Just think—next winter we will have hard paved roads on Main and Washington streets both. Can it be possible?
Some of the Florida contingent are coming north.
Fruit growers are fearful of another warm spring like last year, that started the buds too early.
...Opportunity in Ocean County runs chiefly to palatable produce. Already we have heard him call Eggs, Sweet Potatoes, Cranberries, but he is not through. Go down along the bay shore, and you will hear him voice another shout—Oysters! The oyster may be a little more risky than some land crops, bu twhen you strike it right, you get big returns...
LETTER TO THE EDITOR
Philadelphia, March 4, 1922
My dear Mr. Fischer:
Enclosed find check to cover my subscription for Courier for 1922. Your interesting and breezy little sheet has become a companion to me, and I hope you live long, longer than myself, to give me the news of the several little towns in and around Barnegat bay. Every Saturday morning in this large city of Philadelphia when I receive the Courier, I go fishing, enter into the politics of Ocean county; and get real close with a number of good folks I know. Success to you and the Courier and hoping to see you this summer, I am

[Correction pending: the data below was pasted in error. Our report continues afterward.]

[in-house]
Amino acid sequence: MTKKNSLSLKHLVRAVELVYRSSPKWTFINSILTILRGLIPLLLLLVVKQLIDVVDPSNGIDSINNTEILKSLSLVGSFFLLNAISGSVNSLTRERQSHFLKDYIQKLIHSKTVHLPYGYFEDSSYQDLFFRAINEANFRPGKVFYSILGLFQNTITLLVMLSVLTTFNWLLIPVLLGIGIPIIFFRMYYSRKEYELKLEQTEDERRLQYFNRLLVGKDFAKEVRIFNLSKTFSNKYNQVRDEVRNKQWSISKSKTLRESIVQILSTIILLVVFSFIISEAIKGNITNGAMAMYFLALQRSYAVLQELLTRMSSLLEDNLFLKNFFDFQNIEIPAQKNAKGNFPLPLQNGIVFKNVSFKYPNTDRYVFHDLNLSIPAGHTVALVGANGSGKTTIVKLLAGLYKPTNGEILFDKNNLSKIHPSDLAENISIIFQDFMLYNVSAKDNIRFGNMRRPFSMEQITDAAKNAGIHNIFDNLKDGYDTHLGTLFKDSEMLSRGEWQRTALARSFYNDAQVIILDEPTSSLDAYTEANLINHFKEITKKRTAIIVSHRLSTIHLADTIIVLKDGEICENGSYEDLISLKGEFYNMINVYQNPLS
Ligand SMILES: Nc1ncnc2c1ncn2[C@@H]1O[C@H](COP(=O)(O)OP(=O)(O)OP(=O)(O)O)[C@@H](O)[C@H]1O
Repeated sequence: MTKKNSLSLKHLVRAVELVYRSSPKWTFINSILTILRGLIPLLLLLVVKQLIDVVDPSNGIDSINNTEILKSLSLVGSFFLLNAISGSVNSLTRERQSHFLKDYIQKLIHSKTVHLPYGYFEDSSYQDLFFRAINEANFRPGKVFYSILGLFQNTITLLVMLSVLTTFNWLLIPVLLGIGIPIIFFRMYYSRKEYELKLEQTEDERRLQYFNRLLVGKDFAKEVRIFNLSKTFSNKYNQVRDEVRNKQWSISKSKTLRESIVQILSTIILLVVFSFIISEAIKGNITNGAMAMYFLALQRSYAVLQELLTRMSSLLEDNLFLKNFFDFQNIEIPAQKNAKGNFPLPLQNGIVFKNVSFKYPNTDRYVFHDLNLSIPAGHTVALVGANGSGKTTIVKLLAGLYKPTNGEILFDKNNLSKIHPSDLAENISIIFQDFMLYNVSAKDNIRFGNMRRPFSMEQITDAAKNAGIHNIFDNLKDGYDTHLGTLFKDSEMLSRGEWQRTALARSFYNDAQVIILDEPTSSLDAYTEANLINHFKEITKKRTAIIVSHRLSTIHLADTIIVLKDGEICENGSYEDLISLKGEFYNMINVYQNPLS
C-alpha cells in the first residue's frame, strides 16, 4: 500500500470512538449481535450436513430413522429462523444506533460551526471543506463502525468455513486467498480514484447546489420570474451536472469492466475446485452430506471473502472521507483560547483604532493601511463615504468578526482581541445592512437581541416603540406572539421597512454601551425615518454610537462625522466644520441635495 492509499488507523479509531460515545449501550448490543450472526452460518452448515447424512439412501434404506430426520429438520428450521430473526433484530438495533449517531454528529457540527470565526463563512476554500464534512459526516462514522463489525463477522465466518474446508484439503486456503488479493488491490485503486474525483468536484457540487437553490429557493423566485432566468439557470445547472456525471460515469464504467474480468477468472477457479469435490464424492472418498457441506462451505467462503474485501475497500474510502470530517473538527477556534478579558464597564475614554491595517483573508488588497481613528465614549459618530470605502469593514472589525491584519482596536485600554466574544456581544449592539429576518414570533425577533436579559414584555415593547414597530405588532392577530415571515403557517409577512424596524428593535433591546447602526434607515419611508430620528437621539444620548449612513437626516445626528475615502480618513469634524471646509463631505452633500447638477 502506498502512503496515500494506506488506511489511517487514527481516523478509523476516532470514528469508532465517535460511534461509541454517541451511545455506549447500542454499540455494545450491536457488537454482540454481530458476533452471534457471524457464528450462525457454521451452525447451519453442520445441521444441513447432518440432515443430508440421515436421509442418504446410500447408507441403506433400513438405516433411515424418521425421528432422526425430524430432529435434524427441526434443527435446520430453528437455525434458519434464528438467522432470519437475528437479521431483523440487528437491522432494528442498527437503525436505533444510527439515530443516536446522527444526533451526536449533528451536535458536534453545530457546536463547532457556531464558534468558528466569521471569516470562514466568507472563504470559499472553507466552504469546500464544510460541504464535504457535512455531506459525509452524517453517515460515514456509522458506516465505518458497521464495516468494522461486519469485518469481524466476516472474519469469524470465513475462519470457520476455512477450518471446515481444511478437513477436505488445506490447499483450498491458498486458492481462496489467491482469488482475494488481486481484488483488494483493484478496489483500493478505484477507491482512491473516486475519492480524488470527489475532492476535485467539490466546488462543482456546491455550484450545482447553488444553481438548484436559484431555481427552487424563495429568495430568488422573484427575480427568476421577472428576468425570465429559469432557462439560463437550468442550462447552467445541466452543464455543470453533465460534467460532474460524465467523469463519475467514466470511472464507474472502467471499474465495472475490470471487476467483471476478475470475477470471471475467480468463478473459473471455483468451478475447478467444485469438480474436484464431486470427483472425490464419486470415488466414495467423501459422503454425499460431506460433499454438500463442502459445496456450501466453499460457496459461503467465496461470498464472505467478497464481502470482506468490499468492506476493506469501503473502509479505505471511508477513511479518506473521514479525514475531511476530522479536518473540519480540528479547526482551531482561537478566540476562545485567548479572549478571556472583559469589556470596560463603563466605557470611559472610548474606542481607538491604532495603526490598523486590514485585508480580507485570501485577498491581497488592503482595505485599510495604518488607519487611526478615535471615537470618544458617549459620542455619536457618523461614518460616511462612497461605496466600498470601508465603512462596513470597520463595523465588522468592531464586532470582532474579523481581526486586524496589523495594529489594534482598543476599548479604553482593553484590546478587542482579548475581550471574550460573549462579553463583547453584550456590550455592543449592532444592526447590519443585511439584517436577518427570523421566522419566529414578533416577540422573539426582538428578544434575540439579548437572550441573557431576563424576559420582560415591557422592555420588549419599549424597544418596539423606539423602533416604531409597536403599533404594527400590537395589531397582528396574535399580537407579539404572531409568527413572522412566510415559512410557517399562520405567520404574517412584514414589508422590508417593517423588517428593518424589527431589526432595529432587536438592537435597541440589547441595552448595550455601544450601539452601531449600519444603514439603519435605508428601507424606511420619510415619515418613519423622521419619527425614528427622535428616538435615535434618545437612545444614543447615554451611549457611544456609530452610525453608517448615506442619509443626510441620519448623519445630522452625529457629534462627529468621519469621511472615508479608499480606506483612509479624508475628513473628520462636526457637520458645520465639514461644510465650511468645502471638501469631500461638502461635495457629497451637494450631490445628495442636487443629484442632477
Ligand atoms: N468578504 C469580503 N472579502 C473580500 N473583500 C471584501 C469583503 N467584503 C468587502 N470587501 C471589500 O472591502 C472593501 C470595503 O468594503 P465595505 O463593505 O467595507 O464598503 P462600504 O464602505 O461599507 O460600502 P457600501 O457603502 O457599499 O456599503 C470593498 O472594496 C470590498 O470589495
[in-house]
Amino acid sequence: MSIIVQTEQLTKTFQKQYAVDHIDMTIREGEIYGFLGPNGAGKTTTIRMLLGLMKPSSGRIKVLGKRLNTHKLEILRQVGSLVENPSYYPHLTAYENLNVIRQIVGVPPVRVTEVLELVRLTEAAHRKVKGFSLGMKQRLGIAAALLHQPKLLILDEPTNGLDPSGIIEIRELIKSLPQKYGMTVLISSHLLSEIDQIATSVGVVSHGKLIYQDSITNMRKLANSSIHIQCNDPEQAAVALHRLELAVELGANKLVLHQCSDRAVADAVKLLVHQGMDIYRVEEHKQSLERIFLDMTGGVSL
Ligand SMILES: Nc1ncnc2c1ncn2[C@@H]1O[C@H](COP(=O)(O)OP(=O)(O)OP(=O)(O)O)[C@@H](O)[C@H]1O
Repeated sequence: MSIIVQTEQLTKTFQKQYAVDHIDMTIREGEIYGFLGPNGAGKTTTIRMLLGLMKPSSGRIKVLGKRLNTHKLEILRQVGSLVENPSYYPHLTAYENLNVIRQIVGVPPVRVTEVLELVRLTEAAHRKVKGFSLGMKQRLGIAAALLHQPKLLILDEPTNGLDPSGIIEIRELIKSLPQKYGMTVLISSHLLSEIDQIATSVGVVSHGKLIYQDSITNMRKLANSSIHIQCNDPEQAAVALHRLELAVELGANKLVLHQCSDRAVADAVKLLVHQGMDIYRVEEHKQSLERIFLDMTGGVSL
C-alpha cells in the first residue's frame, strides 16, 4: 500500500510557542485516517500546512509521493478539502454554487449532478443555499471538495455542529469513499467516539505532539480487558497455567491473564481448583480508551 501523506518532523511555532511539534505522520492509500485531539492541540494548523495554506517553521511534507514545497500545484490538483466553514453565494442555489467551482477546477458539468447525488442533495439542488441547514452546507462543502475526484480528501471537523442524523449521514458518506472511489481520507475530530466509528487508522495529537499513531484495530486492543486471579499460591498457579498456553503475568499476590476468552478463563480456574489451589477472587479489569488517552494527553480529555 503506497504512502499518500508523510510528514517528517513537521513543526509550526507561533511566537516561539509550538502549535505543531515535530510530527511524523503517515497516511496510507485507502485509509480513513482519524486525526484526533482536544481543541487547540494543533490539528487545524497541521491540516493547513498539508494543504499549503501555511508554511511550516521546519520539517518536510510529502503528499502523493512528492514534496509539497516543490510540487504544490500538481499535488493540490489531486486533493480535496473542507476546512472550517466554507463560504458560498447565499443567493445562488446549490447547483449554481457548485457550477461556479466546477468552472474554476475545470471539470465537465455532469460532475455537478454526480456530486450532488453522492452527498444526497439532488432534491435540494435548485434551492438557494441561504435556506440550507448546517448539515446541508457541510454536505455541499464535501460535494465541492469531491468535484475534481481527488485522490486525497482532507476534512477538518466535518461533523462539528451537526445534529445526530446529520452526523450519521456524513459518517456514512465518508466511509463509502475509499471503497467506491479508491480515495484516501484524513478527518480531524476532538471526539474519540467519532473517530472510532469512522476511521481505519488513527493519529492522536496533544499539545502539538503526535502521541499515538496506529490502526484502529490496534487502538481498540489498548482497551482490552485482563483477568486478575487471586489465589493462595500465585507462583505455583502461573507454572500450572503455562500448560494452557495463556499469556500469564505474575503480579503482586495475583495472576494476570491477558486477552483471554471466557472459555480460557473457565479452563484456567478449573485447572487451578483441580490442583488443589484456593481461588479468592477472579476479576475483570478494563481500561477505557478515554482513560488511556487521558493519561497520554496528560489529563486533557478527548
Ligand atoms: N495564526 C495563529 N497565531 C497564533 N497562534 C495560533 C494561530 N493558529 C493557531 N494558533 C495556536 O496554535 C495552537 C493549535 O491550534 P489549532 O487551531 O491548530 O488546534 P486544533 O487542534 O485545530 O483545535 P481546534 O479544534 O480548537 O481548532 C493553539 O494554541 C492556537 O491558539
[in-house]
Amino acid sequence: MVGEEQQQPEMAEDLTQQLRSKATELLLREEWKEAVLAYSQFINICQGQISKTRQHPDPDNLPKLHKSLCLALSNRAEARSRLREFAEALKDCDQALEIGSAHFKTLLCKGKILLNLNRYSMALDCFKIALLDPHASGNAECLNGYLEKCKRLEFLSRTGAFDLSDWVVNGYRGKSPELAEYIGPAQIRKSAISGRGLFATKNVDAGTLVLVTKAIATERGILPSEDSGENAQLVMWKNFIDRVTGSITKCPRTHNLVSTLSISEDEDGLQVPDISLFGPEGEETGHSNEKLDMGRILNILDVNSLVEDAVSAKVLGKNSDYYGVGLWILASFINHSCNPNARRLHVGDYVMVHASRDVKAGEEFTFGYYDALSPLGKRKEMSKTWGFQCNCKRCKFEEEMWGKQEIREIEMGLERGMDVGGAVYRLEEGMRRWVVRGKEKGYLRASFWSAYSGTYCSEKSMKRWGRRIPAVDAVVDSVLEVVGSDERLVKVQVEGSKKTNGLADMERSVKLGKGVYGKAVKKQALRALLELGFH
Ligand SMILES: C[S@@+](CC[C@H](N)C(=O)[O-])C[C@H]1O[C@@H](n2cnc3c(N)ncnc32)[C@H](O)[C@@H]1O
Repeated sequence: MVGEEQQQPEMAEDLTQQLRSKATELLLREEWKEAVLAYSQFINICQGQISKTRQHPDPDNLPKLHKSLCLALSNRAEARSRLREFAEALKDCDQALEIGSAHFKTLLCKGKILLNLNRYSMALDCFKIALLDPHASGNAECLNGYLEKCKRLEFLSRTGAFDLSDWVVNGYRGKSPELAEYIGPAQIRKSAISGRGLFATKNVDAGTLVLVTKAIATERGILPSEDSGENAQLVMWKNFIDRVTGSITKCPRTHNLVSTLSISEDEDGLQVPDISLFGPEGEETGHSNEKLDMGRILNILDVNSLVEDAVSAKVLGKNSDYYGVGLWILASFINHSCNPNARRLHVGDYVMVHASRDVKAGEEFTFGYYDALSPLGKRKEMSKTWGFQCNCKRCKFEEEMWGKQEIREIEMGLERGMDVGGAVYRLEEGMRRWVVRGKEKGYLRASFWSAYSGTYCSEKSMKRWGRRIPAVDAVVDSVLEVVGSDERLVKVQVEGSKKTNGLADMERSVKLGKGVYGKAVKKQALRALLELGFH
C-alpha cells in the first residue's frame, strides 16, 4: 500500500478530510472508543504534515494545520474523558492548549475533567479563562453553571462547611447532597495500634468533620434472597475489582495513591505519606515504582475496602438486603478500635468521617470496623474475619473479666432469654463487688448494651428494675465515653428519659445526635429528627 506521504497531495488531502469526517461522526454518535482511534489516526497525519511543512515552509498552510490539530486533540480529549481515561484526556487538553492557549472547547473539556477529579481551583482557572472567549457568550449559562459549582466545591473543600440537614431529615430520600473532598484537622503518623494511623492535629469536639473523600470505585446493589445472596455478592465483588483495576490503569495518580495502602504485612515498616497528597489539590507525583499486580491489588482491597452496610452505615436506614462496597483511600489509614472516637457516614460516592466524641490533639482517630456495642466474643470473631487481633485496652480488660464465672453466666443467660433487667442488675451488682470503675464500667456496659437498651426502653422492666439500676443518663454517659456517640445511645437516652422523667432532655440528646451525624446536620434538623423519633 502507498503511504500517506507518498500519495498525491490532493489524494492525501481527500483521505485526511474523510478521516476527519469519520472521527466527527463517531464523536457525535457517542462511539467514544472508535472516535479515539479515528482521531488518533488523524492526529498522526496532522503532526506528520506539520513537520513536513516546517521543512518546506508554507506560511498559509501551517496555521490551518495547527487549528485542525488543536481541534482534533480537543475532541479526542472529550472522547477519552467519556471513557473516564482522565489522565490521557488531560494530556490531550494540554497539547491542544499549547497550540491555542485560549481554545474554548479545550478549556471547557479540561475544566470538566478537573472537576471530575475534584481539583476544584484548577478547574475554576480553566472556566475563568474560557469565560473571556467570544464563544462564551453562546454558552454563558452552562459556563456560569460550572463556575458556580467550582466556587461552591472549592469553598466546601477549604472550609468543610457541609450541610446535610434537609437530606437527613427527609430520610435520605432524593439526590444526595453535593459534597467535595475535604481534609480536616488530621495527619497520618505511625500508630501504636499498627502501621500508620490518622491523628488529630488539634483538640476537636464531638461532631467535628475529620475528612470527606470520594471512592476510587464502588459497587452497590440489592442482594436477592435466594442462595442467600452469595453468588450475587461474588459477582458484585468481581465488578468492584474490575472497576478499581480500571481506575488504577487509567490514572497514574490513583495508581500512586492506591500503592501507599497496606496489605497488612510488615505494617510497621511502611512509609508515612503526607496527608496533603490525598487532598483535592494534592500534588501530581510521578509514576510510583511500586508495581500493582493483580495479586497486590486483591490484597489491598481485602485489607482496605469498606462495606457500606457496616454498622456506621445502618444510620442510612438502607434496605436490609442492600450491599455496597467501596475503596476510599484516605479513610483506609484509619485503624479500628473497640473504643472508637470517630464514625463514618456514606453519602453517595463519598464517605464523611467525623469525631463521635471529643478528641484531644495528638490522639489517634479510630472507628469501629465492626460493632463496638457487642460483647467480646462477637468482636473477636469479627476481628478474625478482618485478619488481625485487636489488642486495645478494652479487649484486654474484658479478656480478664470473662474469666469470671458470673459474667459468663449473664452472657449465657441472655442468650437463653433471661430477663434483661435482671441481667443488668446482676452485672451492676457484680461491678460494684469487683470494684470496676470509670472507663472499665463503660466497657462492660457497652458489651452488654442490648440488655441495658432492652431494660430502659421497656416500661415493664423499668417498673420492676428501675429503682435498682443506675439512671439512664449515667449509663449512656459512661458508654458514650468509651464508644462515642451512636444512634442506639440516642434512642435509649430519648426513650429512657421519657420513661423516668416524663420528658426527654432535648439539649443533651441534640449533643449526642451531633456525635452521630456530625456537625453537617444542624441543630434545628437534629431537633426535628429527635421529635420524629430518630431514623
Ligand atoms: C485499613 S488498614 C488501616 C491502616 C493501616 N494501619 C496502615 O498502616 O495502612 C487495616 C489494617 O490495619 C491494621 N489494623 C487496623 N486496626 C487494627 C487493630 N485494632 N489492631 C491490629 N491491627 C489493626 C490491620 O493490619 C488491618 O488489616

G. Clifton Guest
POLYHUE YACHT A SENSATION AT N.Y. MOTOR BOAT SHOW
Beachwood, March 6.—According to the New York daily papers the exhibit of J. Howard Perrine, of Barnegat, at the New York Motor Boat Show, was most interesting and successful. The Herald stated that the largest crowds, on the opening night, were observed around the graceful 15-foot sample yacht, representing the fleet of the Polyhue Yacht Club, of Beachwood. To cap the climax, the Herreshoffs, famous builders of America's Cup defenders, purchased the model, saying that they did not see how Mr. Perrine could do it, meaning to build craft of this quality at his price. The fact of the sale was announced in the show and also published in the daily press. Before the close of the exhibition the beautiful orange sail of Commodore Robinson, of the Polyhue Yacht Club, was displayed on the boat and attracted still greater attention. A great many people expressed a desire to go to Beachwood this coming season and see the fleet with the many colored sails.